Stray dog finds shelter for her litter in Everett
The call came into 911.Vicious dog, owner unknown.The stray had been hanging around rural property near Granite Falls and sleeping under the house for a few weeks before the March call.The dog was vicious and aggressive, the homeowner told an animal control officer. It bit his adult son. The animal control officer noted the dog was a female shepherd-Labrador mix on an incident report. She wore no collar. There were signs she’d recently given birth. The officer flashed a light under the house but couldn’t find any puppies. He used a catch pole to capture the mama dog and placed her in his truck for the long ride to the Everett Animal Shelter.
This kind of call often doesn’t end well. Aggressive dogs aren’t fit for adoption. Those brought into shelters are often euthanized. This dog story doesn’t end that way.
Shannon Delgado’s biggest worry was for the puppies.
Delgado, the Everett Animal Shelter manager, has worked with animals 14 years. When she first laid eyes on the mama dog in late March, she noted the physical signs of a nursing mother. Young pups aren’t yet ready to fend for themselves. They need their mother’s milk and they need it frequently. That first evening at the shelter, the staff quarantined the mama dog in a kennel. She came in scared, body quivering, tail tucked between her legs.
The next morning, the animal control officer arrived with a welcome find: the puppies. Eyes barely open, the five pups were soft, squiggly and fat as butter. Four shared their mother’s toffee-colored fur. The fifth, a male, sported a chocolate coat that suggests Rotteweiler. When mama dog caught sight of her progeny, her tail thumped wildly. The staff placed the puppies inside the kennel, and mama dog sniffed, licked and inspected all five. Then she flopped down on her side to let the hungry puppies nurse.
The animal control officer watched for awhile to make sure all was well. By then he had questioned the man who was bitten and learned the bite didn’t break the skin. He asked the shelter staff to remove the dog from quarantine. It’s not unusual for nursing mothers to be protective of their babies, especially with strangers.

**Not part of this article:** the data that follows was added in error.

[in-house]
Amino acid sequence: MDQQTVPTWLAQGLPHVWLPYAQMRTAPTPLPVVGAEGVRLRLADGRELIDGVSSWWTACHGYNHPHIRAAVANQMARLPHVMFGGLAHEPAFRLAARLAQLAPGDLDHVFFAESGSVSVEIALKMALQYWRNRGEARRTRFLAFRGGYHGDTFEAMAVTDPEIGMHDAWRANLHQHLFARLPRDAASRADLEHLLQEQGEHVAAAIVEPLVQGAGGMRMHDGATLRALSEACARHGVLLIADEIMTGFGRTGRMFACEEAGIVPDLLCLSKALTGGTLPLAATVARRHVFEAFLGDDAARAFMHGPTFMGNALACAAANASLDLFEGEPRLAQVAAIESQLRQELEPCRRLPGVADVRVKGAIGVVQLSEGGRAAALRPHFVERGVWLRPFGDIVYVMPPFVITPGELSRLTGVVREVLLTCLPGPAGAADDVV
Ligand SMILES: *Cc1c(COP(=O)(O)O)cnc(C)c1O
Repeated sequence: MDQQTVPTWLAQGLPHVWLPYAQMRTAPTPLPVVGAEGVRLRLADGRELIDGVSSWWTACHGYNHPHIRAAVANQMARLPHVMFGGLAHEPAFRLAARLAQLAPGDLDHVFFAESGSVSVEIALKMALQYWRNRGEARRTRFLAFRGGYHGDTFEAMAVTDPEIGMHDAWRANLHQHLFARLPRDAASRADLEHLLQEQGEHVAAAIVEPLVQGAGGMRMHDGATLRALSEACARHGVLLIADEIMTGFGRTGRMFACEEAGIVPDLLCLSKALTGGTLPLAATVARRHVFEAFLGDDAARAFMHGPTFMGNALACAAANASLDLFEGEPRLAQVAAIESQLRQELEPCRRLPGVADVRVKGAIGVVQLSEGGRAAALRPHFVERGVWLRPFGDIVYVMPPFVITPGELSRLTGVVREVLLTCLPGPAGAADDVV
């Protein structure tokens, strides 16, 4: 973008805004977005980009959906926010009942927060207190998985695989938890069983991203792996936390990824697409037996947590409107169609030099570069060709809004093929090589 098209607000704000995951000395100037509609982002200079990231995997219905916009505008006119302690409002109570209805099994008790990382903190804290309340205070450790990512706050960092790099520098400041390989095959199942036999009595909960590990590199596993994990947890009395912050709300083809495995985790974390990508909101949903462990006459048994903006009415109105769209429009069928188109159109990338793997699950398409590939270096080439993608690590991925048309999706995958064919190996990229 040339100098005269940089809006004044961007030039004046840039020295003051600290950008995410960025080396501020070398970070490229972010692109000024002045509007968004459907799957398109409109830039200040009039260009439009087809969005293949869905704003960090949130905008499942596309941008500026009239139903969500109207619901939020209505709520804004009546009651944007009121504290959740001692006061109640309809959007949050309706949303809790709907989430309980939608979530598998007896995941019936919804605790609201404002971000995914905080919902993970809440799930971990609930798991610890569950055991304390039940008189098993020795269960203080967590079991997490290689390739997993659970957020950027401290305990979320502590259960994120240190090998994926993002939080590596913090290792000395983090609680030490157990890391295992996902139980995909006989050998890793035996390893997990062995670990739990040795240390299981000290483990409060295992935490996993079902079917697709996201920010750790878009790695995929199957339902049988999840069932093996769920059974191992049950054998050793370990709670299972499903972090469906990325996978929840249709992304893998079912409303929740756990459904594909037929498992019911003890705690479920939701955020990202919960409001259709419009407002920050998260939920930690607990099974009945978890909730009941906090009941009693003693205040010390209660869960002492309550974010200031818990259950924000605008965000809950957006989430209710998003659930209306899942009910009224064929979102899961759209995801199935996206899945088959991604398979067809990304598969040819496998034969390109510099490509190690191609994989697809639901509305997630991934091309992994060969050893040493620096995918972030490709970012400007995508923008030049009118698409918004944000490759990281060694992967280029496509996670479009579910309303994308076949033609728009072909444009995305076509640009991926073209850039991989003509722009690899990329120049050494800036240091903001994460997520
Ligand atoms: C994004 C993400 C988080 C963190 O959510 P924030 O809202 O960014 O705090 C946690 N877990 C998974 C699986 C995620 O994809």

That’s what Delgado thinks happened in this case. Mama didn’t want anyone near those babies. “She’d probably been on the run awhile,” she said. “When she had a place to bed down, that was her area of protection.” It took several days before the dog learned she could trust the shelter staff. Delgado started by cracking open the kennel door, and throwing a bit of hot dog in. By the end of the second day, the mama dog trusted enough to take a bit of hot dog from her hand. “I knew when I opened that door and she didn’t lunge or growl that she would be fine,” Delgado said. The staff named the puppies Moon, Rain, Wind, Cloud and Sun.They named the mama dog Star, since she gave birth under the sky.
Other stories don’t end well. Working at the shelter can be stressful and sad — sometimes because of the way other people treat animals, and sometimes because animals can’t be saved. “It’s extremely rewarding because this is what we are here for,” Delgado said. “We are here for that extra bit of work to make them adoptable.”
Reporter Debra Smith: 425-339-3197 or firstname.lastname@example.org